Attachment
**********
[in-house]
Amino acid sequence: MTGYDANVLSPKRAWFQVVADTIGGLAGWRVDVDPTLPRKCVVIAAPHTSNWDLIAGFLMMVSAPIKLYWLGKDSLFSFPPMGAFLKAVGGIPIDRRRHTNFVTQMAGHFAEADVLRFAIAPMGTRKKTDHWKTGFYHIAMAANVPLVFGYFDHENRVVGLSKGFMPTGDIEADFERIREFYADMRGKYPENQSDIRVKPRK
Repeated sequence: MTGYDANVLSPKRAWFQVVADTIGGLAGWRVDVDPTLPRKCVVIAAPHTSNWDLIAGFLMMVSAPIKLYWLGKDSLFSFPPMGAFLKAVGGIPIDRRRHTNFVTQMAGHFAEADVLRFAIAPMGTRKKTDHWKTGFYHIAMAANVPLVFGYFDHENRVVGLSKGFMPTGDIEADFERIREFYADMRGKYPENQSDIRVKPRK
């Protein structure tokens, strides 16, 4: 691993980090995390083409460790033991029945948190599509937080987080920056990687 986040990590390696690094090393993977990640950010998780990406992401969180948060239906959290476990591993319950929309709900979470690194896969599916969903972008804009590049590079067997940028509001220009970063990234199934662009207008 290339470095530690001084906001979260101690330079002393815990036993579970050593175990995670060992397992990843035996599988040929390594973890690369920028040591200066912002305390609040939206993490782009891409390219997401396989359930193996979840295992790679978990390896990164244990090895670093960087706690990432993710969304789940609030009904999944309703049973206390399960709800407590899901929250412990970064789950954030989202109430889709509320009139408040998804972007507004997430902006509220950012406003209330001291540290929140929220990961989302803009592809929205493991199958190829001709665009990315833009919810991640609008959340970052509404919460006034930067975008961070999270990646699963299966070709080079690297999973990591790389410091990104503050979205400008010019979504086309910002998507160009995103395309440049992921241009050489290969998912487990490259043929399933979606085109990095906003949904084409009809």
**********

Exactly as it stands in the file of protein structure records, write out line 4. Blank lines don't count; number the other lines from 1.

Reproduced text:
């Protein structure tokens, strides 16, 4: 691993980090995390083409460790033991029945948190599509937080987080920056990687 986040990590390696690094090393993977990640950010998780990406992401969180948060239906959290476990591993319950929309709900979470690194896969599916969903972008804009590049590079067997940028509001220009970063990234199934662009207008 290339470095530690001084906001979260101690330079002393815990036993579970050593175990995670060992397992990843035996599988040929390594973890690369920028040591200066912002305390609040939206993490782009891409390219997401396989359930193996979840295992790679978990390896990164244990090895670093960087706690990432993710969304789940609030009904999944309703049973206390399960709800407590899901929250412990970064789950954030989202109430889709509320009139408040998804972007507004997430902006509220950012406003209330001291540290929140929220990961989302803009592809929205493991199958190829001709665009990315833009919810991640609008959340970052509404919460006034930067975008961070999270990646699963299966070709080079690297999973990591790389410091990104503050979205400008010019979504086309910002998507160009995103395309440049992921241009050489290969998912487990490259043929399933979606085109990095906003949904084409009809």